Pair of woven wool slipper with applied leather soles. Cream with burgandy, yellow, orange, green, teal and pink geometric pattern. Horizontal stripes at top, diamond pattern at bottom.
The tip of the slipper is black with a gold line that runs through it. The base of the sock is a diamond pattern. One verticle row of diamonds are outlined in cream colored wool with cream color lines coming from the center of each side. The diamond is filled with maroon colored wool. The other verticle row of diamonds is alternating colors. One diamond is outlined in green then orange with purple in the center. A small line of maroon seprates the colors. The other diamond is outlined in purple then yellow then bright pink with a line of maroon seperating the colors.
The top of the sock is patterns in verticle lines. The first line is repeating hills in maroon wool on top of the maroon is cream wool. Then there is alternating cream and maroon hooks. The next verticle row is verticle yellow lines with a partical green triangle coming off from the center of each line. There is a yellow diamond between each green trangle. A thin line of black wool run on the top and bottom of each line. The background is maroon. Then there is an alternating cream and maroon hook pattern and on top there is a cream hill pattern with maroon on top. The next horizontal row is orange and blue triangles. The triangles are made up of large connected dots. There is a black line that runs on top and below the triangles. The background is maroon yarn. On top that horizontal line there is a row of maroon hills. Then cream wool that turns into cream and maroon hooks. The next horizontal line is yellow line, green triangle pattern. Then there are maroon and cream hooks with cream wool on top. The next horizontal pattern is maroon like snowflakes with alternating green and bright pink in the center. On top of that pattern is cream wool. The very top of the are two rows of cream wool going horizontially and then a maroon row and on top two more rows of cream wool. The very top is a row of black wool.
The heel of the slipper is black. Then there is a triangle line pattern in which each line is a different color. The first line orange, purple, yellow, pink, green. There is a small line of maroon between them. On the side of the triangle pattern there are two upwards angled lines one in green and the other in orange. On top of the colored lines are alternating cream and maroon lines that come down to form a large triangle pattern. There are two small maroon triangles at the top.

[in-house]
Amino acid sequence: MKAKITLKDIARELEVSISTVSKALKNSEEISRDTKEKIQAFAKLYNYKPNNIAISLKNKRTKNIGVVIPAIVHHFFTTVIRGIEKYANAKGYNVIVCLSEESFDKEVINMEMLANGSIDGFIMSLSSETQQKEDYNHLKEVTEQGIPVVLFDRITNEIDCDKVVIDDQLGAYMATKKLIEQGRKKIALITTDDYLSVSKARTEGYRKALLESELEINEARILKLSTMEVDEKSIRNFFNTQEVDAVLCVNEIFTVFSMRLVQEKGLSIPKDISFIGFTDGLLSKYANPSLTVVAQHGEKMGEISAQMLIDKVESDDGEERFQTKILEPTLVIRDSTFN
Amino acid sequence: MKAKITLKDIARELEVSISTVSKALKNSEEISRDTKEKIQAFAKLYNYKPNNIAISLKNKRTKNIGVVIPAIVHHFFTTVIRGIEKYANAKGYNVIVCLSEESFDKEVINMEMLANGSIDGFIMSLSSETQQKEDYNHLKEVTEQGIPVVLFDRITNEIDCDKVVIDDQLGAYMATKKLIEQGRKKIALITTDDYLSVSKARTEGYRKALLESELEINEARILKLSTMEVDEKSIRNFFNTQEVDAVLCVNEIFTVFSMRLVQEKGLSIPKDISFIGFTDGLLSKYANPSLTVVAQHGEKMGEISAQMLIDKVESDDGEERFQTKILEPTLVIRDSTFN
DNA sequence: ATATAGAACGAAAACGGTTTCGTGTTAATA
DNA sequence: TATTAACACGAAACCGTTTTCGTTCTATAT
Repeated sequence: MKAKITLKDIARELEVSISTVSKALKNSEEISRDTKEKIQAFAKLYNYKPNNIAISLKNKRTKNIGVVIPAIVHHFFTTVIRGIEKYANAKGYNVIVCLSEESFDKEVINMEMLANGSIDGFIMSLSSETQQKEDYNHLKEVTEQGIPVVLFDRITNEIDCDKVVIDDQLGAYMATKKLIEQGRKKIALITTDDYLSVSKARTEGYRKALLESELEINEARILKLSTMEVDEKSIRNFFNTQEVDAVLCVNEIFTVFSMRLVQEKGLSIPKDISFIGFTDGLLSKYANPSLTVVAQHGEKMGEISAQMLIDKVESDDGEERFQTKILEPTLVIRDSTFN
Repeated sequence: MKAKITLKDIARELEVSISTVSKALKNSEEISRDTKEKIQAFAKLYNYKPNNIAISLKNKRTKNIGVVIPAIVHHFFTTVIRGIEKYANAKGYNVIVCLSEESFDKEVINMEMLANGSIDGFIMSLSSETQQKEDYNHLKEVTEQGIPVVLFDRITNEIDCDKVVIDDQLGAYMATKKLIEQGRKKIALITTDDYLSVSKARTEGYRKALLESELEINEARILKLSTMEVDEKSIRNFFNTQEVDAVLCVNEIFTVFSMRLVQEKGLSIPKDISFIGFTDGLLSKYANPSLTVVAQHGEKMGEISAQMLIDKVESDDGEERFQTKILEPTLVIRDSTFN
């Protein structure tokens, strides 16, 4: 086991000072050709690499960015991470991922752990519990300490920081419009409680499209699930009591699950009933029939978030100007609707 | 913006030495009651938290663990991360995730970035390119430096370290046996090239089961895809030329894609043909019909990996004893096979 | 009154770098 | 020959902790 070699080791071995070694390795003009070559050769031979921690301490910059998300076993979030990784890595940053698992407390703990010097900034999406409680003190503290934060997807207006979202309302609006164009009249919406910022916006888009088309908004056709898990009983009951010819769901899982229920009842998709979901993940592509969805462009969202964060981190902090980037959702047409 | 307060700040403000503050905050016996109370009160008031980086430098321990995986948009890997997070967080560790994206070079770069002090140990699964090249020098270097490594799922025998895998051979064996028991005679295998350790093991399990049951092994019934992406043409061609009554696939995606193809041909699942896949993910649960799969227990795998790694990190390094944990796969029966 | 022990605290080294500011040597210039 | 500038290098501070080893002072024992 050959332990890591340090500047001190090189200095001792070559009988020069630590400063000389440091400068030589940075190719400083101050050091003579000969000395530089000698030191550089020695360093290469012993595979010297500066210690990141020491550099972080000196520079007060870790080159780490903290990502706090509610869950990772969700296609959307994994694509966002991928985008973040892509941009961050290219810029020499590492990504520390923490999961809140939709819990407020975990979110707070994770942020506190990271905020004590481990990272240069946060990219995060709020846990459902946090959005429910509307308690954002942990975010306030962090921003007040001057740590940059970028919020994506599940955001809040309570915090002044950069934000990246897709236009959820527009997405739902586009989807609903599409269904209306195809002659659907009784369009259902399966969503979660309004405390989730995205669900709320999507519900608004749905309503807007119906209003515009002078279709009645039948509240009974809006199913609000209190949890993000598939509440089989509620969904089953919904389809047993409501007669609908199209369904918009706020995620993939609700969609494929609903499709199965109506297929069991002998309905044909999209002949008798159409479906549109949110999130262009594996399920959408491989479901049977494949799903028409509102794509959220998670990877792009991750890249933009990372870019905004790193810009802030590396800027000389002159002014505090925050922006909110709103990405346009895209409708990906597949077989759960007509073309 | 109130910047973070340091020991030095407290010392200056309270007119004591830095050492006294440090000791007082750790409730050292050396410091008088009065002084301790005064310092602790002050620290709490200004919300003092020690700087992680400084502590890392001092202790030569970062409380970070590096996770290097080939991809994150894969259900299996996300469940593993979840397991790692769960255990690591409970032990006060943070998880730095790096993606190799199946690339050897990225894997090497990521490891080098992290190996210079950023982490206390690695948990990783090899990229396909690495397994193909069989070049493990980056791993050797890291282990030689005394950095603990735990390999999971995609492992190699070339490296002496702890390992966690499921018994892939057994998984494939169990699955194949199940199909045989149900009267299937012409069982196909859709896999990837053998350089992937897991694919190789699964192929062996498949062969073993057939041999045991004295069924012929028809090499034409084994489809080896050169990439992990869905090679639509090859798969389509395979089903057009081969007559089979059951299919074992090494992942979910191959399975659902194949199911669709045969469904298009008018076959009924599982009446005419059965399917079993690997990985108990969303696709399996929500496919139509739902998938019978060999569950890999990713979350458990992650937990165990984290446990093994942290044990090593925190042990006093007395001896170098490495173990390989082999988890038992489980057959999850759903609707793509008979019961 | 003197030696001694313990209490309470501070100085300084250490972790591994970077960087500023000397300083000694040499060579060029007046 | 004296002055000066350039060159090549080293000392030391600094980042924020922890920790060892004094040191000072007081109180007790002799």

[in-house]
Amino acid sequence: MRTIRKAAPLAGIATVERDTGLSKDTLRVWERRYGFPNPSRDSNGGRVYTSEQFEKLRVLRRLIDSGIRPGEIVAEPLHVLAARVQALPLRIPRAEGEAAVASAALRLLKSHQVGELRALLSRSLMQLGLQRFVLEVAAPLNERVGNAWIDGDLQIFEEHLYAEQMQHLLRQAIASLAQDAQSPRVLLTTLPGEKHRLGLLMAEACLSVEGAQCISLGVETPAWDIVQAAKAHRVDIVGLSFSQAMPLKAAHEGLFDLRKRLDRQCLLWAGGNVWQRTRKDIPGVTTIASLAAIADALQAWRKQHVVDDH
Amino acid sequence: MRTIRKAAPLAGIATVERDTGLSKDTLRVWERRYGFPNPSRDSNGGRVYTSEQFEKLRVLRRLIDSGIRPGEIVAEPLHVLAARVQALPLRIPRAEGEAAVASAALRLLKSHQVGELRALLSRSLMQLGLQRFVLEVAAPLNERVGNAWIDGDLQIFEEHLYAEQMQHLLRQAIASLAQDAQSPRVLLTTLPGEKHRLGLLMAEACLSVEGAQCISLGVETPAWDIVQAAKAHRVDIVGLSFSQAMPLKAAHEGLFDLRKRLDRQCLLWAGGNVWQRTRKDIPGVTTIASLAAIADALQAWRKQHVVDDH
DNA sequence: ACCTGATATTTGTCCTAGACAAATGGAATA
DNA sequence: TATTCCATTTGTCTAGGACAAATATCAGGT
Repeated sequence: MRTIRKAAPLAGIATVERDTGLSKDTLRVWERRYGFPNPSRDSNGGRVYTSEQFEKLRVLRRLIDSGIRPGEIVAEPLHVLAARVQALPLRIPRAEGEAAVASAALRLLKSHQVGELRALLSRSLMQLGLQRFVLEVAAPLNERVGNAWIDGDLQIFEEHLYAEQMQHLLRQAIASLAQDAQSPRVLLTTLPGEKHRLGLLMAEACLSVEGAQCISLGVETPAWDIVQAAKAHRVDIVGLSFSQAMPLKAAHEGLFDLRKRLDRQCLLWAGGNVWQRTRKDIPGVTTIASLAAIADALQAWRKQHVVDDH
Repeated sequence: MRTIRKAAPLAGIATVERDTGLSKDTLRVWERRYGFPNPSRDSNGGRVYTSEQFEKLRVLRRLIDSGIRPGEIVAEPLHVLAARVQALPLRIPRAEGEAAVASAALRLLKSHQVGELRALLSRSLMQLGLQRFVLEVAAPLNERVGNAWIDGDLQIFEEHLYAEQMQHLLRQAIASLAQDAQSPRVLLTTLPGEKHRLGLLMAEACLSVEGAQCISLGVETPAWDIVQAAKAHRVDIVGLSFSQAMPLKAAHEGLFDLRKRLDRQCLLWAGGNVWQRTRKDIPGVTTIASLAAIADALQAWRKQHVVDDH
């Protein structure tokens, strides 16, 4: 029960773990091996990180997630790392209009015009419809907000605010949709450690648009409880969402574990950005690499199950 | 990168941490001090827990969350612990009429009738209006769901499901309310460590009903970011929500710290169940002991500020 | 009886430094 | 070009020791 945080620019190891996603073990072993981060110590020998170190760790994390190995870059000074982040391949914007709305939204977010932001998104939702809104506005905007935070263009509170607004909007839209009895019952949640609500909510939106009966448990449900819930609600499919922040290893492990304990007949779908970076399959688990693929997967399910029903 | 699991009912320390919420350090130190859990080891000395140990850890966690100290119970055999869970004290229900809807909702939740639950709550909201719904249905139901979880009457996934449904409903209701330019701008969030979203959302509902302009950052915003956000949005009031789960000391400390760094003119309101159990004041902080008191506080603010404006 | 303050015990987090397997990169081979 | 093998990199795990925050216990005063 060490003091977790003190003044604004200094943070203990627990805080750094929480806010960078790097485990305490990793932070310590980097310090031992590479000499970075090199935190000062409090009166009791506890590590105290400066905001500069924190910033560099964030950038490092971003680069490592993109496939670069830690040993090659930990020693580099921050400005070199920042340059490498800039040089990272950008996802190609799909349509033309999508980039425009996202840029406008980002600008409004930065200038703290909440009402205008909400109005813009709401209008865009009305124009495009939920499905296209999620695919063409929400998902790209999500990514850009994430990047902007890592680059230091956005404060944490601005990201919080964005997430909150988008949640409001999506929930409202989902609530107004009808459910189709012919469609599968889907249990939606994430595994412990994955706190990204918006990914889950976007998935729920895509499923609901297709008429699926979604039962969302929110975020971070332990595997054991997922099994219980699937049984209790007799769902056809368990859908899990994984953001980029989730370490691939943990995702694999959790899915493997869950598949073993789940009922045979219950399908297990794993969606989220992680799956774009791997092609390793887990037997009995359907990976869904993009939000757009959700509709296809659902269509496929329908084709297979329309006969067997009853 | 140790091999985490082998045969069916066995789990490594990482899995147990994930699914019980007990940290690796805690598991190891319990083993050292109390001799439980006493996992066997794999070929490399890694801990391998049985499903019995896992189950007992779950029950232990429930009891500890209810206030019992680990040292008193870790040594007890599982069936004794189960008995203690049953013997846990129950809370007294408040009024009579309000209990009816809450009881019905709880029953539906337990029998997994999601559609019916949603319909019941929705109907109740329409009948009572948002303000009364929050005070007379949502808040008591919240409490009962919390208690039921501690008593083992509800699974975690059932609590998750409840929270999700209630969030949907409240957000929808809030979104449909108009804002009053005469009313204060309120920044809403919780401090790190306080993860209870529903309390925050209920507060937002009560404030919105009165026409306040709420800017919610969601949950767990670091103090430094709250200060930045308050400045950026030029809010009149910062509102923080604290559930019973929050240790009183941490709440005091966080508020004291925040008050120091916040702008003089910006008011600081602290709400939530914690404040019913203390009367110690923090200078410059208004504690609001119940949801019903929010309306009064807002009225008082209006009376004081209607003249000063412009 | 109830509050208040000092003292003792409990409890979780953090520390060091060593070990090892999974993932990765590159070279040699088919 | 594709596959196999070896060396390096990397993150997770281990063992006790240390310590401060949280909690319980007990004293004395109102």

The bottom of the slipper is a patch of leather that covers the bottom. The leather is worn and has some scratch marks at the top of the show. The leather is dark brown except at the edges at the bottom half, the leather is light brown.
The foot of the slipper lays completely flat and the top the slipper folds over the foot. The sock is in the Sarakatsani style.
The donor lived in Greece from 1965-1982 and wore the Sateataski costume.
This style of slipper came from the Sarakatsani people. Sarakatsani are indigenous people from Greek. They are nomatic people who live half the year in the mountains. Their art (song, pottery, dance, clothing design) resembles the geometric art of pre-classical Greece. Furthermore, Sarakatsani still practice traditional folk medicine. They are Greek Orthodox Christians and associate with Church of Greece. They begin their migration up the mountains on Saint George Day in April and return to the low plains on Saint Demetrius in October. Sarakatsanies have lived in countries surrounding Greece (Bulgaria, Albania, Republic of Macedonia). However, now there are only measurable numbers of people in Greece and Bulgaria. For women's outfits there are thirteen parts. Most items are made from hand-wooven wool. Traditionally, The slipper was two seperate parts, to foot part was one and the leg part was another. The foot section is called Kaltsounia and the leg section is the gabis.
There have been significant decreases in the population of Sarakatsani due to urbanization. Many have willing left; however, others have left because there is not enough open land to support their lifestyle.
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Slipper, 1960s, National Hellenic Museum, https://collections.nationalhellenicmuseum.org/Detail/objects/8465. Accessed 12/07/21.